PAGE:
- Imponderable fluids and the Laplacian synthesis
- Traité de mécanique céleste (1805).
- A Newtonian approach--Laplace concerned with forces between particles and forces
- Heat, light, electricity, magnetism, each treated as a separate
- Laplace’s synthesis is a synthesis in mathematical terms only (that is, for
Laplace, electricity and magnetism were entirely separate phenomena).
- Interrelationships between phenomena:
- metals + chemicals
→ electricity (Volta, 1800. Ex: a battery).
→ heat (Ex: a heating coil like the one on your stove).
→ light (Ex: a heating coil or a light bulb).
→ magnetism (Oersted, 1820s. Ex: a compass needle will point toward a
wire carrying electric current).
- magnetism + motion
→ electric current (Faraday, 1830s. Ex: an electric generator).
- electricity + magnetism
→ motion (Faraday, 1830s. Ex: an electric motor).
- Rethinking the nature of light
- Young’s double slit experiment convinces most physicists that light is a wave,
not a particle as Newton suggested.
- It was well known that the properties of a wave are dictated by the medium that
carries the wave. Ether was proposed as the hypothetical medium that carries
- People started investigating optical phenomena in the hopes of learning more
about the ether.
- Faraday and the shift from forces to fields
- Faraday was working on electricity and magnetism as though each was the effect
of forces within separate ethers.
- Mathematically, it made sense to think about
all of the forces exerted on a body in terms of the overall affect the combined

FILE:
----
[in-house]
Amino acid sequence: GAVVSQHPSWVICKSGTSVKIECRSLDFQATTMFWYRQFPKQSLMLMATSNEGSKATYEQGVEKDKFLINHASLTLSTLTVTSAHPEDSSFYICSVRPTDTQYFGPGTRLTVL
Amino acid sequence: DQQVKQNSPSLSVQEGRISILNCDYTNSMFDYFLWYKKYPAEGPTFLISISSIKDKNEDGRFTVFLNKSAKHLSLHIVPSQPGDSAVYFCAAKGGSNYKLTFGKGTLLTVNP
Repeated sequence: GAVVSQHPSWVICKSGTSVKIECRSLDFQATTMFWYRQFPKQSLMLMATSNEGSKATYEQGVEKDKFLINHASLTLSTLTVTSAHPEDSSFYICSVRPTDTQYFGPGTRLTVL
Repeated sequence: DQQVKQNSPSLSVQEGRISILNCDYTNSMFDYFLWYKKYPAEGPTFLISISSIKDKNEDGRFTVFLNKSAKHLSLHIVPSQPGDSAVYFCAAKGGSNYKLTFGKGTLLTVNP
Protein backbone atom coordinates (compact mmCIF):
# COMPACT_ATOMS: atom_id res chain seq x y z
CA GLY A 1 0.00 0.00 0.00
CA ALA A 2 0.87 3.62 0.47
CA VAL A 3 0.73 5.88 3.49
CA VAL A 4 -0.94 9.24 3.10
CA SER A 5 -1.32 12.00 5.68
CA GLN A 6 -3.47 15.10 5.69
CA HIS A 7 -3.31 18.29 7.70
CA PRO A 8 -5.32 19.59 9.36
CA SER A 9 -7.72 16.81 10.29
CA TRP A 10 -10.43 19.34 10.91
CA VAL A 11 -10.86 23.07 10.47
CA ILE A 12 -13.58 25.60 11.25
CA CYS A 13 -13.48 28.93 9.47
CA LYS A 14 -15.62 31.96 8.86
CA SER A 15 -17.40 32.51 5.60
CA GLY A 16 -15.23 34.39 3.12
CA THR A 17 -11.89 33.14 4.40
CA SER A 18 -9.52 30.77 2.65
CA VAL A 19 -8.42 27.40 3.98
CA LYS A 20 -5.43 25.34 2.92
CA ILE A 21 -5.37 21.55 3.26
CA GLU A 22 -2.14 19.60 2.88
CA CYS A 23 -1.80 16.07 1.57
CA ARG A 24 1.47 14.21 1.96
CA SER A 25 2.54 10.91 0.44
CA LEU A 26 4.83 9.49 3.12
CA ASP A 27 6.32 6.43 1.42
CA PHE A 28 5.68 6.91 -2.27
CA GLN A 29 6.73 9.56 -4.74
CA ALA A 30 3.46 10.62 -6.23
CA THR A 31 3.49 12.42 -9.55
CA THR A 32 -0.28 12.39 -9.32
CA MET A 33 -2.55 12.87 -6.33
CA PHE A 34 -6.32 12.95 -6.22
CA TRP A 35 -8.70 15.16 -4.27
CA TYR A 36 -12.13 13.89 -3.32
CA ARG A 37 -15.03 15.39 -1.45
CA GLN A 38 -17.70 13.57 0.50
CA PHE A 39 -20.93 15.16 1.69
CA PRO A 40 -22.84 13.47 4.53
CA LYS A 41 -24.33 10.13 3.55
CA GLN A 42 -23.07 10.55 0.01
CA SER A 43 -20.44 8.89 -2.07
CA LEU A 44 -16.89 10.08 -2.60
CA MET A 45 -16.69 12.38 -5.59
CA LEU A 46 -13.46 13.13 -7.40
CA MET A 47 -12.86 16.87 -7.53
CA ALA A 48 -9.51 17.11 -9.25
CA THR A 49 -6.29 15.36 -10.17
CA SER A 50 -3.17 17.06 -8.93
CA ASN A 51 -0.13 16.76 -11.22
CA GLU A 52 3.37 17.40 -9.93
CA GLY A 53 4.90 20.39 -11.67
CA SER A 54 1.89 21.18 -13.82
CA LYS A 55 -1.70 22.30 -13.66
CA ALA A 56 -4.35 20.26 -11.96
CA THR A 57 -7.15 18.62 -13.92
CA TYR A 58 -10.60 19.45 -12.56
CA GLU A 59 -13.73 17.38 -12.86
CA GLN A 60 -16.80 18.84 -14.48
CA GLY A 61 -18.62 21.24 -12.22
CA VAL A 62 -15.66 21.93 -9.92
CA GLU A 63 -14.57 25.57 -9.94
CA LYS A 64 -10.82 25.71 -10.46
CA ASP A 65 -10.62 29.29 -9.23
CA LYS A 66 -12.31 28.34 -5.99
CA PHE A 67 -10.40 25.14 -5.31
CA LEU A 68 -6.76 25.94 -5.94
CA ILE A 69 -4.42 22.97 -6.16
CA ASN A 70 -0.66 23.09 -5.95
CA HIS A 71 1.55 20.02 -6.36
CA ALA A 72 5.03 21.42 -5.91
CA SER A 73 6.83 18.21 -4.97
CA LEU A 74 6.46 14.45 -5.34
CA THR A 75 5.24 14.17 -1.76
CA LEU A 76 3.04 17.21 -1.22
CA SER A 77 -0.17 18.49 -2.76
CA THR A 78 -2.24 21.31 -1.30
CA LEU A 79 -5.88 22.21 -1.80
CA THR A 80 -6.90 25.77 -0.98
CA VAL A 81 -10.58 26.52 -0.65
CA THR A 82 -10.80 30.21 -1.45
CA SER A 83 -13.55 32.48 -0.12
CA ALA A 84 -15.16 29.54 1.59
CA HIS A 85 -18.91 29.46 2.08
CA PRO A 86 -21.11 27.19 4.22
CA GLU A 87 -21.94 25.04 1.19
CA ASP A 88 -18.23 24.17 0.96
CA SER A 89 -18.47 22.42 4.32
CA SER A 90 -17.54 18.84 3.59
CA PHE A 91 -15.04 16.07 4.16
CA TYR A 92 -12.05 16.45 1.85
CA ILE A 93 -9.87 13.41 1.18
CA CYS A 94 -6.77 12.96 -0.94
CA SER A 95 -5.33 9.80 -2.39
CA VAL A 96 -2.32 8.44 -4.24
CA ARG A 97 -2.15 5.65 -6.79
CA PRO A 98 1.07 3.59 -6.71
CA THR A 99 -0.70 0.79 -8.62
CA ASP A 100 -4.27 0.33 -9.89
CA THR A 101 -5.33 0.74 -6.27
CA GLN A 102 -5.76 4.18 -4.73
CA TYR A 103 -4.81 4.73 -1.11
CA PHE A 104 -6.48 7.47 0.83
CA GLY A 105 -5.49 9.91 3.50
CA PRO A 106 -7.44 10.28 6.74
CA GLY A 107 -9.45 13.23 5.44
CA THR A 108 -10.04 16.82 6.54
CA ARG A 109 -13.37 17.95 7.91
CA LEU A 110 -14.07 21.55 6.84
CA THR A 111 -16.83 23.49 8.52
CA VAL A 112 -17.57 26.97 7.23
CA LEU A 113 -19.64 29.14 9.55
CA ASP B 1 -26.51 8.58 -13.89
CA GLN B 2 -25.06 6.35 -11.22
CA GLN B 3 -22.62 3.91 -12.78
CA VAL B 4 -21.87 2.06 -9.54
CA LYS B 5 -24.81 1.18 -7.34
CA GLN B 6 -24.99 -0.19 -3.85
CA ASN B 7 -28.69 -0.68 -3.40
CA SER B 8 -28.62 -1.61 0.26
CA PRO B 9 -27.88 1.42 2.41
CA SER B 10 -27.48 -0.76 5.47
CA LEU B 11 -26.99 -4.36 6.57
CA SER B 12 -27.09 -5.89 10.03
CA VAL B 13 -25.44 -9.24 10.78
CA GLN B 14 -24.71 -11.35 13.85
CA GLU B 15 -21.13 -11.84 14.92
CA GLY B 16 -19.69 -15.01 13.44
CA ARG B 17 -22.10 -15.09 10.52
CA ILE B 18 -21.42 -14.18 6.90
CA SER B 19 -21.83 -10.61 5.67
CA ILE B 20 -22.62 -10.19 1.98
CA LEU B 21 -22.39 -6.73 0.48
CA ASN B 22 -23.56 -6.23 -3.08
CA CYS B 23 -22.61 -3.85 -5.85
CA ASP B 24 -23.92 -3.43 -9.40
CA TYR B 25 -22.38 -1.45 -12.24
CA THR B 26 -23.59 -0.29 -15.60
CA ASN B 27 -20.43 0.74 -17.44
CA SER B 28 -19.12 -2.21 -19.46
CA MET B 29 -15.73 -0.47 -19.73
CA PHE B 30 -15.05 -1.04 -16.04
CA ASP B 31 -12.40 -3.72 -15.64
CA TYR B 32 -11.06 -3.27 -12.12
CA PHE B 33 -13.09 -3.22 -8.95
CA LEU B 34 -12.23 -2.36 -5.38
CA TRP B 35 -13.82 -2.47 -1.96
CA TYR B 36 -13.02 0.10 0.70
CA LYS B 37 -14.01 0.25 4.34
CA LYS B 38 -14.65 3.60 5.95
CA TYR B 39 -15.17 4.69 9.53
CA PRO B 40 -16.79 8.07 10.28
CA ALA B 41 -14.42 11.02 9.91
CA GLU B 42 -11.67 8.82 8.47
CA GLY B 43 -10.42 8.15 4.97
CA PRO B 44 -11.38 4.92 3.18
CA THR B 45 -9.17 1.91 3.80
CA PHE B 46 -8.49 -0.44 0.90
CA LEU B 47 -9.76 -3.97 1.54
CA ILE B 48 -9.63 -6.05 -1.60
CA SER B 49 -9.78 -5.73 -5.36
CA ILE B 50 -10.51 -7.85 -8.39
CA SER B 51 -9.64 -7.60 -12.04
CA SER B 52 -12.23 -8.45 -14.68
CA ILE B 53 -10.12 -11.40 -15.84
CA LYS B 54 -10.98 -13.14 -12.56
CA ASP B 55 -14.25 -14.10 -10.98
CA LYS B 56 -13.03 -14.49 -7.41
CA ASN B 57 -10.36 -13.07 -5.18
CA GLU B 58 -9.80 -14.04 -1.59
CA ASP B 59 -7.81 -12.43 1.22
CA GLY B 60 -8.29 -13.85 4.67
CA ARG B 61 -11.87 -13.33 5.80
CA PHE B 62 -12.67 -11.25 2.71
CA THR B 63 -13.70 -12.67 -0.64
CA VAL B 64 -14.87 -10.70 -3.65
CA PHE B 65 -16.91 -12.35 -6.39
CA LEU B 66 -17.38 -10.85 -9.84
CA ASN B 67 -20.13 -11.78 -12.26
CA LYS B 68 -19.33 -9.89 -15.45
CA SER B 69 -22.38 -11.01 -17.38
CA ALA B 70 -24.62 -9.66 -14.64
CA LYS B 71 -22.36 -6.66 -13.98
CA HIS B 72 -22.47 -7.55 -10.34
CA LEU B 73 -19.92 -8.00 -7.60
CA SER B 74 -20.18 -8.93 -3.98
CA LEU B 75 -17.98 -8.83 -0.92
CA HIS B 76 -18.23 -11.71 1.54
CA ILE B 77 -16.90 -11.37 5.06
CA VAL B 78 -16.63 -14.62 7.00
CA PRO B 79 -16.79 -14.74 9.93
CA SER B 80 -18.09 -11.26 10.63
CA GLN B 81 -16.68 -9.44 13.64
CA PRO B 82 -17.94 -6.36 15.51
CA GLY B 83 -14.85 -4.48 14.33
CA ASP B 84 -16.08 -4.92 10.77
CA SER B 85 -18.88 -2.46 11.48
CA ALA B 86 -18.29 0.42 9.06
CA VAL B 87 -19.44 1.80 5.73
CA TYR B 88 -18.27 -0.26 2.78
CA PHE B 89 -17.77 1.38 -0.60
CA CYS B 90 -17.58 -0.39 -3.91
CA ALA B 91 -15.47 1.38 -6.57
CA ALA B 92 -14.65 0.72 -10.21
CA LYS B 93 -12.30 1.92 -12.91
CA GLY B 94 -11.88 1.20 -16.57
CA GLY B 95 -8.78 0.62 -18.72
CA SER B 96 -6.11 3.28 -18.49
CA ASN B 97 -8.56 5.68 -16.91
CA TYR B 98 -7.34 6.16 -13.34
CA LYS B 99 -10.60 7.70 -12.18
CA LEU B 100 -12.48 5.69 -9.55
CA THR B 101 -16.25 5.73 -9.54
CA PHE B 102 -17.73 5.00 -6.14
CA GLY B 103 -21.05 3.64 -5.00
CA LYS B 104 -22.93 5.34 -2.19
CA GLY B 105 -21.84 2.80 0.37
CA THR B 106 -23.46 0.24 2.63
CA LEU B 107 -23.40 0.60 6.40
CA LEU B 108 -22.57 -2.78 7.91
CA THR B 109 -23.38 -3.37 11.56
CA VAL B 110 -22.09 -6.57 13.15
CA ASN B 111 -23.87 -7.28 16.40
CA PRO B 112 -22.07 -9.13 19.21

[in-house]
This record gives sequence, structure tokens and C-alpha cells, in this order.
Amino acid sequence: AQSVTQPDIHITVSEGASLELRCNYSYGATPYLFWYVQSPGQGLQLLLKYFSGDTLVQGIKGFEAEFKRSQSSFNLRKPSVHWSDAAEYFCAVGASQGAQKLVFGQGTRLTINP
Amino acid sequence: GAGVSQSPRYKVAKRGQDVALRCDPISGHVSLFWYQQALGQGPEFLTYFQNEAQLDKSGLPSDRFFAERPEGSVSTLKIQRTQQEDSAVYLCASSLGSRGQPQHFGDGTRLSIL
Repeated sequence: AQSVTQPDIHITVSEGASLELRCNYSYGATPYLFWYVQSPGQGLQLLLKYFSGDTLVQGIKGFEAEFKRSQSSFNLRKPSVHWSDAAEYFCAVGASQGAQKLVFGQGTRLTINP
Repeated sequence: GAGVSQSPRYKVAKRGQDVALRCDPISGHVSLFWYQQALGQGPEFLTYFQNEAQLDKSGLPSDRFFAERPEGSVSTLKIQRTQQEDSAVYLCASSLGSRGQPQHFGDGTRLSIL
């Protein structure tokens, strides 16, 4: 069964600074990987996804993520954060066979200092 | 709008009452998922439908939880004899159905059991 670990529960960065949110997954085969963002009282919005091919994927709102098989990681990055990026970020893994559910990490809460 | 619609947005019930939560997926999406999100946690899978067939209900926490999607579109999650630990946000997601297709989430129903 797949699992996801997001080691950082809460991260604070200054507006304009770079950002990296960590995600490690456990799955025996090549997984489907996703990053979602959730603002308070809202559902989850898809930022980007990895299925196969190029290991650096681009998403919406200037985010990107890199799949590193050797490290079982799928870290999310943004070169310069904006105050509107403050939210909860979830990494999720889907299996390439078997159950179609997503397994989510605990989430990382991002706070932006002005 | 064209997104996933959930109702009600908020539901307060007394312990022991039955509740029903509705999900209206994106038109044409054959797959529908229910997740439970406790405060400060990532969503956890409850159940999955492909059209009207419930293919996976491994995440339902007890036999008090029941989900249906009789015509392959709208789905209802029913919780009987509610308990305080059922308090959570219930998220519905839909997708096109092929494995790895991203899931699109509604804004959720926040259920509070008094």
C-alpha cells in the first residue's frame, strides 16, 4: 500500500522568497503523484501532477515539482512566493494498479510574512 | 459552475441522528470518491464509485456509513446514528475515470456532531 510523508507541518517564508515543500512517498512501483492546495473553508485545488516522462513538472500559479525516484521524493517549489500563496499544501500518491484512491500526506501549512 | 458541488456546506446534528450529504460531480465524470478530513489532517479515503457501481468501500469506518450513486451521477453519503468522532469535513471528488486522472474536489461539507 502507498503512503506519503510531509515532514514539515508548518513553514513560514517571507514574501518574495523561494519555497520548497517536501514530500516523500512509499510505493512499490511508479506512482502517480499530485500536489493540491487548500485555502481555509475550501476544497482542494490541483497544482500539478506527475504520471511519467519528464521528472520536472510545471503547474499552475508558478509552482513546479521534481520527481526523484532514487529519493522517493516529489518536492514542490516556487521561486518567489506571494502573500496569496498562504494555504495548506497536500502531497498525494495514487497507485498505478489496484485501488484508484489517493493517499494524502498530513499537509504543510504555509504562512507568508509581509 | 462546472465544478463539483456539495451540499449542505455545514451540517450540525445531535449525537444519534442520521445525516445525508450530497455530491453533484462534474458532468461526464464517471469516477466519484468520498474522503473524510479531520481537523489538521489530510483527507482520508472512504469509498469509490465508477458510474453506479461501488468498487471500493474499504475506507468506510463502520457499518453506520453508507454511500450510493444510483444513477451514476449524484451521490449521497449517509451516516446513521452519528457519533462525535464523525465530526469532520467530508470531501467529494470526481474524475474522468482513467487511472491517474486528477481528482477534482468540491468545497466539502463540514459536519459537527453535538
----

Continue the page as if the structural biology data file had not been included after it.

- He referred to this overall affect as a
- Thinking in terms of a field allowed Faraday to propose different results for
motion perpendicular to a field than motion parallel to a field.
- The interrelations between phenomena led Faraday to wonder about possible
interrelations between the fields.
- James Clerk Maxwell and the Maxwellian Synthesis
“On Faraday’s Lines of Force,” (1856).
- A geometrical model for Faraday’s lines of force.
- Maxwell asked his readers to imagine the lines of force to be like tubes full of
- He then derived equations to describe the strength of the magnetic field at
various points around a magnet.
“On physical lines of force,” (1861).
- A mechanical model (cf. Nye, page 75).
- Each hexagon is a portion of ether.
- Rotation of vortices = magnetic field
“Idler Wheels” prevent the ether vortices from cancelling each other out.
- Translation of idler wheels = electric current
- Vibration of ether = light
- So electric current (translation of idler wheels) produces a magnetic field and
magnetic fields produce spinning of idler wheels (which can be seen as electric
current if a wire is placed so that the wheels can translate).
- Note that Maxwell has combined in one mechanical model electricity, magnetism,
- Experimental verification
- Maxwell’s theory suggests that there should be waves in the ether other than
light waves that travel at the speed of light.
- Hertz, 1880s, produced radio waves, which behaved just as Maxwell had predicted.
- Maxwell’s accomplishment
- Maxwell demonstrated a mechanism by which people could understand the
interrelations between phenomena.
- Many physicists regarded his work as the greatest accomplishment since Newton.
- Maxwell’s obscurity
- His work is very difficult to read-highly mathematical and very complicated-and
thus difficult to popularize. (For a comparison of different forms, see
- He was not as charismatic as many of the figures we’ve discussed.
- His mechanical model for the ether was discarded in the early 20th century (one
of Einstein’s accomplishments--to be discussed in